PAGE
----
AUSTRALIA. While most of his friends are out playing or on the beach this summer, eight-year-old Huy Nguyen is spending his school holidays working in the garage at the family home in Melbourne. For up to 12 hours a day, Huy sews frills and bows on other children's dresses.
During the year, Huy and his two younger sisters also work after school and at weekends helping their mother, a clothing outworker. Mrs Nguyen says if she fails to meet the demands of the contractors who employ her she will not be paid and will not get further work.
Recently, under pressure to meet deadlines from the contractors, the entire Nguyen family - including four-year-old Lon - worked for eight days straight. To make 125 dresses a day, the family sewed virtually round the clock. For their non-stop efforts they received $50 each.
Huy and his siblings are among thousands of Australian children who work after school in backyard sweatshops run by their Asian parents. Many of the children work long hours in the evening and at weekends.
At one school in an outer Melbourne suburb, teachers reported that as many as 30 per cent of their pupils regularly sewed clothes, while others worked selling door-to-door or distributing leaflets.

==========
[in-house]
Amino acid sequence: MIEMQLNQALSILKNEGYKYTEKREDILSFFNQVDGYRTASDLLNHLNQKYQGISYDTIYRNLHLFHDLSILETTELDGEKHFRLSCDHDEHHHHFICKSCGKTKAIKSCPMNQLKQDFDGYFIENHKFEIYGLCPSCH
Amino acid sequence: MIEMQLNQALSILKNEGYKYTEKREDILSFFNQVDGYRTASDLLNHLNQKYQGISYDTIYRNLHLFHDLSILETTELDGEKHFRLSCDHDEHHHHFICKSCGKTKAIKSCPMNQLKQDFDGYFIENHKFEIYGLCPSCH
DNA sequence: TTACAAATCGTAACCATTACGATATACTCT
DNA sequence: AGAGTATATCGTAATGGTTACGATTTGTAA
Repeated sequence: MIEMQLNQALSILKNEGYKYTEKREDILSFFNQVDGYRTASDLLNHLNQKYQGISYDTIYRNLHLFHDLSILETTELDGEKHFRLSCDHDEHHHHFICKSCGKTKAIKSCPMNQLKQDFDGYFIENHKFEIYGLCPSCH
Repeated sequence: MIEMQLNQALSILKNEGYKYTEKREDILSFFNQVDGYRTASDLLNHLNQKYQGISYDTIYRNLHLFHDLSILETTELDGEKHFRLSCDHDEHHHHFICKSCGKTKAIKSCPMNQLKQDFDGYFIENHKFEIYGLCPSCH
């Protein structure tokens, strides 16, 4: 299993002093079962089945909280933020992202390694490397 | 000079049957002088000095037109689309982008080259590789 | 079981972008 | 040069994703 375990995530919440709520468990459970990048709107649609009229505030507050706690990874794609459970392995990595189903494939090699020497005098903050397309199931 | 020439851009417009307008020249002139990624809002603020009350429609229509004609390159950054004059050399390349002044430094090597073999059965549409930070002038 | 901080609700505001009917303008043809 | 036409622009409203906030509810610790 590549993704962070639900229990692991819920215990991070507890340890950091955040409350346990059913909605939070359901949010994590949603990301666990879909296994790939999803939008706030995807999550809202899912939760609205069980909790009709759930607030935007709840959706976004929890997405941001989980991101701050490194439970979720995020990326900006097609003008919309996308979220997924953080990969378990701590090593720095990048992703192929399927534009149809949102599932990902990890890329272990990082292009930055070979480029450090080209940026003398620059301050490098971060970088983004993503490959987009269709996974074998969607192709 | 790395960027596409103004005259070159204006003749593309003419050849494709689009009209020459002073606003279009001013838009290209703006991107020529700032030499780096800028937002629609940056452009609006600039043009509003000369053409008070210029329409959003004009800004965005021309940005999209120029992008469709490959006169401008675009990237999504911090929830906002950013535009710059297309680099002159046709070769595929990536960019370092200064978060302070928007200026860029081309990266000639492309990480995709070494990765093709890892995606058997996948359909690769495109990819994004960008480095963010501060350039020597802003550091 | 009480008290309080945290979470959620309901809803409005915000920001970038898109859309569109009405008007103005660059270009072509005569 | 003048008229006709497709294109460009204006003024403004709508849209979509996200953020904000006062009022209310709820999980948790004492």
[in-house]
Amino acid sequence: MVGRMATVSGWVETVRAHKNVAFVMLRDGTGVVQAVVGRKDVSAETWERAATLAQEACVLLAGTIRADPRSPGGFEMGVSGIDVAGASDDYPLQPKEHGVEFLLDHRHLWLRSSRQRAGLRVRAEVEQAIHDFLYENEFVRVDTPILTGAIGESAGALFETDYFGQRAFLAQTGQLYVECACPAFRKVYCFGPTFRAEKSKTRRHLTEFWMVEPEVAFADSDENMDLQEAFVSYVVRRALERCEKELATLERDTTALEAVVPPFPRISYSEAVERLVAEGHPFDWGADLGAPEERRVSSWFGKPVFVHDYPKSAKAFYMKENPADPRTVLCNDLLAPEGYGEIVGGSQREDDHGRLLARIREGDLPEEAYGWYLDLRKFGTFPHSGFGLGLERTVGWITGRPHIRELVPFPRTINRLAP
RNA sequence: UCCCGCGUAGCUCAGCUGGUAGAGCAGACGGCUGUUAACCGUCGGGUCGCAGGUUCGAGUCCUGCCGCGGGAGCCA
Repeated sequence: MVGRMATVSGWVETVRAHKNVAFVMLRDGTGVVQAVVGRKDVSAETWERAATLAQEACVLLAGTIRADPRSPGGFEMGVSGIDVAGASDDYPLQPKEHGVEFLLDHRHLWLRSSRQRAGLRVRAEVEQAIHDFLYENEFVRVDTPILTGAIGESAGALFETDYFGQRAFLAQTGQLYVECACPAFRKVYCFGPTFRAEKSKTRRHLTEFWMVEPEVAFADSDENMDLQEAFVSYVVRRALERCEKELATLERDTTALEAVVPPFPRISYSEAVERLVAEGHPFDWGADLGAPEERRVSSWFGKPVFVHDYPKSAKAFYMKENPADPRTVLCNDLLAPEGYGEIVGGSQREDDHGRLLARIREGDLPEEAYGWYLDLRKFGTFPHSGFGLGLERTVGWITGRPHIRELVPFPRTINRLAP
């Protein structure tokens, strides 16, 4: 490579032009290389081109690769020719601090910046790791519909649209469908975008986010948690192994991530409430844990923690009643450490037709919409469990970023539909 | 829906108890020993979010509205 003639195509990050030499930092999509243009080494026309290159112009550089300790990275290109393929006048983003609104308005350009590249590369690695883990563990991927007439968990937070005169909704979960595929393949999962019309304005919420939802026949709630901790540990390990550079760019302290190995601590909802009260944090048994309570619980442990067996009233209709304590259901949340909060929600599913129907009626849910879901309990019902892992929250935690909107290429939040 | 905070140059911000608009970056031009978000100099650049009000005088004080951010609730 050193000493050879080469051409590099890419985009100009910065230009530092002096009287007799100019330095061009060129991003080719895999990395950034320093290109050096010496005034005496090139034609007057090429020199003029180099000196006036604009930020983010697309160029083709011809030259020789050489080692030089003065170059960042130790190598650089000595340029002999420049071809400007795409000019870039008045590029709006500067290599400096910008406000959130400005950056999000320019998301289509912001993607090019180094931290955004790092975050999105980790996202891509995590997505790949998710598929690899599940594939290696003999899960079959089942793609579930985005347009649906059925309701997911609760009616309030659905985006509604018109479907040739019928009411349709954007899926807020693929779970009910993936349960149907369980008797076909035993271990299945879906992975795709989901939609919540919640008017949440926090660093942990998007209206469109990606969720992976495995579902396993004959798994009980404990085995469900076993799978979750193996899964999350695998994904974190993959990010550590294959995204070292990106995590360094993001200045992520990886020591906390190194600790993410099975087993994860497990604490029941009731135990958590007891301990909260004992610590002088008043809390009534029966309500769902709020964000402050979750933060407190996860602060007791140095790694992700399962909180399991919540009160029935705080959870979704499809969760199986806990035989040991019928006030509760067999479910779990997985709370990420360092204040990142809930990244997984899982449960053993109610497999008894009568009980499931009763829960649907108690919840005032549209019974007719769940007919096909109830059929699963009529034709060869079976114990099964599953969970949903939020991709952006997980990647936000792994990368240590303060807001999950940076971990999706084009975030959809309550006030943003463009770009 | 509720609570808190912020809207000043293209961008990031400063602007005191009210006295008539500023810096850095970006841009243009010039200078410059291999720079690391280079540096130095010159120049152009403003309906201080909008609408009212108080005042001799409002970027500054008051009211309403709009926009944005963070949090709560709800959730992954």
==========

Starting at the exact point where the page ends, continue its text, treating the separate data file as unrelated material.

A school welfare officer said students had been late, absent and sleepy in class because of their work at night. Cases of children being hit because they would not do the sewing had also been reported.
Rod Wee Hee, coordinator of a centre that investigates illegal work practices in Melbourne said: "When you say child labour, you think of bonded labour, the Third World, but there's so much happening here."
A report by the Textile, Clothing and Footwear Union estimated that of the 140,000 Victorians who make fashion labels, about one in four outworker families uses child labour. Family members earn an average of only $2 an hour but if they complain they are told they have been acting illegally and could be deported.
Last year in the federal Parliament, a Labour MP named 42 leading Australian fashion and garment manufacturers who allegedly sold clothes produced by outworkers and their children. The scandal has caused the Australian senate to set up a committee to investigate the issue.
Save the Children Australia is also gravely concerned at the way children are being exploited and has called for community support in its campaign to stamp out the practice.
Father Peter Collins, a child rights advocate with the group, has asked people to put their money behind firms that are prepared to end what he describes as an outrage.
He said: "Despite being named in Parliament, only two of the firms have since signed a document saying they will not condone exploitation of outworkers and their children."
"We are also asking firms to put a label on their clothes stating they are not made by exploited labour. And certainly not by children."